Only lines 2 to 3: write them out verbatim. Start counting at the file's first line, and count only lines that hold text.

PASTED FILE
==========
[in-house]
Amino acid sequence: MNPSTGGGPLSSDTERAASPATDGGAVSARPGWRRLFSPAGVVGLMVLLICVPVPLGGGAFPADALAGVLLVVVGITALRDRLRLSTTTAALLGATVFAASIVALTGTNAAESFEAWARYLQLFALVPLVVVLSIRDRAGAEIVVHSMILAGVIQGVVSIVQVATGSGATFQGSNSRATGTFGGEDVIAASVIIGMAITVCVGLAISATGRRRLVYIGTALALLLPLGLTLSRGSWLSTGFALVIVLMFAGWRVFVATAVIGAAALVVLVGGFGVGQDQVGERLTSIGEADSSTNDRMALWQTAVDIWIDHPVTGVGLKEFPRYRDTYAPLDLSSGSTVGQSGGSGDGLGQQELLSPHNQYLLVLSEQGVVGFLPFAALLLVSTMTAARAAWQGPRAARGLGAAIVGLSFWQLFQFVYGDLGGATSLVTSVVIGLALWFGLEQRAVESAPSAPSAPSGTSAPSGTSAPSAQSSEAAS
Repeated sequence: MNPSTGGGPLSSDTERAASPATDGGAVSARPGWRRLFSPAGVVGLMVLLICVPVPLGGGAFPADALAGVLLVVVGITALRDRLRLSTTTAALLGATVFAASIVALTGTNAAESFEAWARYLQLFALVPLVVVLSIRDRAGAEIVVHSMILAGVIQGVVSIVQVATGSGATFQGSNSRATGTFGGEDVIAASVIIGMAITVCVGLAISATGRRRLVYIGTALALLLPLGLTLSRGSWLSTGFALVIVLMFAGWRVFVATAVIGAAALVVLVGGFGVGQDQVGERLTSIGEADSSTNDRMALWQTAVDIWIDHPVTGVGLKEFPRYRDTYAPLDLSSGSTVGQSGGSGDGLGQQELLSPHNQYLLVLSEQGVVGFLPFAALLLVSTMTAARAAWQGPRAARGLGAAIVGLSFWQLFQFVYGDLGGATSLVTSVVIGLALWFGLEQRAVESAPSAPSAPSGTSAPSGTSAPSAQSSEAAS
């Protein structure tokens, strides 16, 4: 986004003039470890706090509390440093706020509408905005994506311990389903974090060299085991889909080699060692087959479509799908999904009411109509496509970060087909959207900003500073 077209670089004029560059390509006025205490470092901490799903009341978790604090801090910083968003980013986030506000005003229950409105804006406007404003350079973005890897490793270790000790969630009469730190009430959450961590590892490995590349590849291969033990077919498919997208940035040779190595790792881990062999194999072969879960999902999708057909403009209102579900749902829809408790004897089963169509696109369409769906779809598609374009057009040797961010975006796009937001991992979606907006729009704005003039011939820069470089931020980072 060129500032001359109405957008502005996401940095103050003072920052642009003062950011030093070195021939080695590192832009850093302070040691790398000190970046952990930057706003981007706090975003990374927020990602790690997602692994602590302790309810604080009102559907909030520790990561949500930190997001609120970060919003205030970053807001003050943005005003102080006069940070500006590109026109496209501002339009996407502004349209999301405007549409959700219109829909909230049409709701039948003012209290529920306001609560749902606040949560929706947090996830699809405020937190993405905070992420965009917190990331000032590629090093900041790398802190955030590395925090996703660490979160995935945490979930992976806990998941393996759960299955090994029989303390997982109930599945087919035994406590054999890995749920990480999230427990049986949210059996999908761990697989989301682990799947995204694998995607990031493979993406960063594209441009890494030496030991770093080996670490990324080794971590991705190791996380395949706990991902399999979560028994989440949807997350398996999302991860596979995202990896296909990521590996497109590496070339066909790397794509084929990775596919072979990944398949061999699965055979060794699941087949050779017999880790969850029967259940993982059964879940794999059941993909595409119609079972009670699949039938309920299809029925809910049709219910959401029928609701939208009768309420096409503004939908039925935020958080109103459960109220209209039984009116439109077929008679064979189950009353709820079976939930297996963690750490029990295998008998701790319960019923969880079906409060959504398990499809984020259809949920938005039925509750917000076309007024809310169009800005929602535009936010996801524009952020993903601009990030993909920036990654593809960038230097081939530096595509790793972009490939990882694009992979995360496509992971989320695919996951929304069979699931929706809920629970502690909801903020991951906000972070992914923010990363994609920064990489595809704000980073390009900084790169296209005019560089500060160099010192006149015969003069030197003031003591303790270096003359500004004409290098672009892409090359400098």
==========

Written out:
Amino acid sequence: MNPSTGGGPLSSDTERAASPATDGGAVSARPGWRRLFSPAGVVGLMVLLICVPVPLGGGAFPADALAGVLLVVVGITALRDRLRLSTTTAALLGATVFAASIVALTGTNAAESFEAWARYLQLFALVPLVVVLSIRDRAGAEIVVHSMILAGVIQGVVSIVQVATGSGATFQGSNSRATGTFGGEDVIAASVIIGMAITVCVGLAISATGRRRLVYIGTALALLLPLGLTLSRGSWLSTGFALVIVLMFAGWRVFVATAVIGAAALVVLVGGFGVGQDQVGERLTSIGEADSSTNDRMALWQTAVDIWIDHPVTGVGLKEFPRYRDTYAPLDLSSGSTVGQSGGSGDGLGQQELLSPHNQYLLVLSEQGVVGFLPFAALLLVSTMTAARAAWQGPRAARGLGAAIVGLSFWQLFQFVYGDLGGATSLVTSVVIGLALWFGLEQRAVESAPSAPSAPSGTSAPSGTSAPSAQSSEAAS
Repeated sequence: MNPSTGGGPLSSDTERAASPATDGGAVSARPGWRRLFSPAGVVGLMVLLICVPVPLGGGAFPADALAGVLLVVVGITALRDRLRLSTTTAALLGATVFAASIVALTGTNAAESFEAWARYLQLFALVPLVVVLSIRDRAGAEIVVHSMILAGVIQGVVSIVQVATGSGATFQGSNSRATGTFGGEDVIAASVIIGMAITVCVGLAISATGRRRLVYIGTALALLLPLGLTLSRGSWLSTGFALVIVLMFAGWRVFVATAVIGAAALVVLVGGFGVGQDQVGERLTSIGEADSSTNDRMALWQTAVDIWIDHPVTGVGLKEFPRYRDTYAPLDLSSGSTVGQSGGSGDGLGQQELLSPHNQYLLVLSEQGVVGFLPFAALLLVSTMTAARAAWQGPRAARGLGAAIVGLSFWQLFQFVYGDLGGATSLVTSVVIGLALWFGLEQRAVESAPSAPSAPSGTSAPSGTSAPSAQSSEAAS